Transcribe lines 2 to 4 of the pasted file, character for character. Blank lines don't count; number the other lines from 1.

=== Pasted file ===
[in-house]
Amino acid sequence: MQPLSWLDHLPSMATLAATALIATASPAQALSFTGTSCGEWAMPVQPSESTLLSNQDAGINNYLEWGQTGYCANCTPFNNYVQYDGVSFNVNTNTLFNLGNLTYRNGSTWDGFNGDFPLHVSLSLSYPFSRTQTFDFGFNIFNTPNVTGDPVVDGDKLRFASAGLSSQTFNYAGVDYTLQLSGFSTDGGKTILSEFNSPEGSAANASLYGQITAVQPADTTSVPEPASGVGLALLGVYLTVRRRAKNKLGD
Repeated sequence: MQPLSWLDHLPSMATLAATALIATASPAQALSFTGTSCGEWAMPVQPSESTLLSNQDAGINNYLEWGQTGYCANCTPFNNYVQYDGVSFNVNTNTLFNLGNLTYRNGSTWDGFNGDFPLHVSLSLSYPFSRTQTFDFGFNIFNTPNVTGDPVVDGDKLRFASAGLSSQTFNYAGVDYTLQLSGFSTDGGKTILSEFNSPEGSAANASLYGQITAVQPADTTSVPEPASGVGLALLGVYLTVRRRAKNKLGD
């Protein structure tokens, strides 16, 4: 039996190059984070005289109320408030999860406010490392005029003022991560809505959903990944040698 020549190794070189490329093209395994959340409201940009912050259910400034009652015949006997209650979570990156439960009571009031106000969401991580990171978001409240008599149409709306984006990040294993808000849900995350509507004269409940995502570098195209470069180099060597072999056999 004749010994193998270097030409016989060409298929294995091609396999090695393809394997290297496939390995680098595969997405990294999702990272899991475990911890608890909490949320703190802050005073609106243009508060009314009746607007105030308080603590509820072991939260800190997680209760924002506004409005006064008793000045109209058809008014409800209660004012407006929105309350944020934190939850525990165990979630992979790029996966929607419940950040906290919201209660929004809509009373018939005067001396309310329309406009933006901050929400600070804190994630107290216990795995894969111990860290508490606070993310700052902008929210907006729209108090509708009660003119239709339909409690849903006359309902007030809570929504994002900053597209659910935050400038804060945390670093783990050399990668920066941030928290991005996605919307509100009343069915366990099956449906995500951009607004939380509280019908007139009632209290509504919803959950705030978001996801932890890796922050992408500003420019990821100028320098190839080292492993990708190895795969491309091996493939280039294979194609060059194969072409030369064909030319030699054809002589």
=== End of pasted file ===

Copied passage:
Amino acid sequence: MQPLSWLDHLPSMATLAATALIATASPAQALSFTGTSCGEWAMPVQPSESTLLSNQDAGINNYLEWGQTGYCANCTPFNNYVQYDGVSFNVNTNTLFNLGNLTYRNGSTWDGFNGDFPLHVSLSLSYPFSRTQTFDFGFNIFNTPNVTGDPVVDGDKLRFASAGLSSQTFNYAGVDYTLQLSGFSTDGGKTILSEFNSPEGSAANASLYGQITAVQPADTTSVPEPASGVGLALLGVYLTVRRRAKNKLGD
Repeated sequence: MQPLSWLDHLPSMATLAATALIATASPAQALSFTGTSCGEWAMPVQPSESTLLSNQDAGINNYLEWGQTGYCANCTPFNNYVQYDGVSFNVNTNTLFNLGNLTYRNGSTWDGFNGDFPLHVSLSLSYPFSRTQTFDFGFNIFNTPNVTGDPVVDGDKLRFASAGLSSQTFNYAGVDYTLQLSGFSTDGGKTILSEFNSPEGSAANASLYGQITAVQPADTTSVPEPASGVGLALLGVYLTVRRRAKNKLGD
């Protein structure tokens, strides 16, 4: 039996190059984070005289109320408030999860406010490392005029003022991560809505959903990944040698 020549190794070189490329093209395994959340409201940009912050259910400034009652015949006997209650979570990156439960009571009031106000969401991580990171978001409240008599149409709306984006990040294993808000849900995350509507004269409940995502570098195209470069180099060597072999056999 004749010994193998270097030409016989060409298929294995091609396999090695393809394997290297496939390995680098595969997405990294999702990272899991475990911890608890909490949320703190802050005073609106243009508060009314009746607007105030308080603590509820072991939260800190997680209760924002506004409005006064008793000045109209058809008014409800209660004012407006929105309350944020934190939850525990165990979630992979790029996966929607419940950040906290919201209660929004809509009373018939005067001396309310329309406009933006901050929400600070804190994630107290216990795995894969111990860290508490606070993310700052902008929210907006729209108090509708009660003119239709339909409690849903006359309902007030809570929504994002900053597209659910935050400038804060945390670093783990050399990668920066941030928290991005996605919307509100009343069915366990099956449906995500951009607004939380509280019908007139009632209290509504919803959950705030978001996801932890890796922050992408500003420019990821100028320098190839080292492993990708190895795969491309091996493939280039294979194609060059194969072409030369064909030319030699054809002589």